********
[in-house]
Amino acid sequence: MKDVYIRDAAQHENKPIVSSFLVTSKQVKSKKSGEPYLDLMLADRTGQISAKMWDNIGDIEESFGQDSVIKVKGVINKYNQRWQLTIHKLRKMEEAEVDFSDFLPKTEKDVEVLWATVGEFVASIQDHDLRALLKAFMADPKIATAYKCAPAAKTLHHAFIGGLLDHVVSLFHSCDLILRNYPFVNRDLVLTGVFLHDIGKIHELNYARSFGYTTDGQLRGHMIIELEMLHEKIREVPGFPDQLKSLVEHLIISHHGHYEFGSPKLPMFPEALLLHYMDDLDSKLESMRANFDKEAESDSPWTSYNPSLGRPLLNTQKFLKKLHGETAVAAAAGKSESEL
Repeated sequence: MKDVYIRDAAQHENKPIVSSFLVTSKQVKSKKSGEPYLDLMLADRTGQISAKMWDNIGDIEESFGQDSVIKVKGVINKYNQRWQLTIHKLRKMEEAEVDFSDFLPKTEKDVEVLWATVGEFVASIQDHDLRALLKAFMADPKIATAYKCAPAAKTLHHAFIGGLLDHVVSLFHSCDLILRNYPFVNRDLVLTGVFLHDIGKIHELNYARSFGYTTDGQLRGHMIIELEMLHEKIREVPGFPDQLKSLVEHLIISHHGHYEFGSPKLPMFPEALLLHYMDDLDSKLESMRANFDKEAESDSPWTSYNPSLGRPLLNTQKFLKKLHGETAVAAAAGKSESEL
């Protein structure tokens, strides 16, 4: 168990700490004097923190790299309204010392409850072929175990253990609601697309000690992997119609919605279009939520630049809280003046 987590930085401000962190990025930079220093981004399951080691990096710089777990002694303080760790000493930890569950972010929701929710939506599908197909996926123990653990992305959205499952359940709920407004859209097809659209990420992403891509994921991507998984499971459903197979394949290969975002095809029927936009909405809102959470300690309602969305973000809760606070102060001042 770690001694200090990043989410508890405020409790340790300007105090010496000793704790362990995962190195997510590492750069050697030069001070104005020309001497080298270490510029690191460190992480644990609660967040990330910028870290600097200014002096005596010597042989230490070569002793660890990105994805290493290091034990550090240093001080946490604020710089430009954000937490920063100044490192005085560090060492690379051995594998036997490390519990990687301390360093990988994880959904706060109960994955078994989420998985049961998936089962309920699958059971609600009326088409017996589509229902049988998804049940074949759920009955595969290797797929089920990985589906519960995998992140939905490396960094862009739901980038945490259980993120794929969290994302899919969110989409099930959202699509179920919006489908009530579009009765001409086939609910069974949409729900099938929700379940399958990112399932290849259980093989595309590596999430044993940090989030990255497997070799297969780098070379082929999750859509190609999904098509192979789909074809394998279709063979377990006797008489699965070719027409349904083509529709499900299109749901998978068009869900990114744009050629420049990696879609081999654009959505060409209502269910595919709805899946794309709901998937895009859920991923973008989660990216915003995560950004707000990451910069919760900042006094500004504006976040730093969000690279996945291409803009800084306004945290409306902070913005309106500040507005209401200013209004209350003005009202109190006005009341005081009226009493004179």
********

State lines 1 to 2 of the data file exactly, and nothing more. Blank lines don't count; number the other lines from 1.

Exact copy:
[in-house]
Amino acid sequence: MKDVYIRDAAQHENKPIVSSFLVTSKQVKSKKSGEPYLDLMLADRTGQISAKMWDNIGDIEESFGQDSVIKVKGVINKYNQRWQLTIHKLRKMEEAEVDFSDFLPKTEKDVEVLWATVGEFVASIQDHDLRALLKAFMADPKIATAYKCAPAAKTLHHAFIGGLLDHVVSLFHSCDLILRNYPFVNRDLVLTGVFLHDIGKIHELNYARSFGYTTDGQLRGHMIIELEMLHEKIREVPGFPDQLKSLVEHLIISHHGHYEFGSPKLPMFPEALLLHYMDDLDSKLESMRANFDKEAESDSPWTSYNPSLGRPLLNTQKFLKKLHGETAVAAAAGKSESEL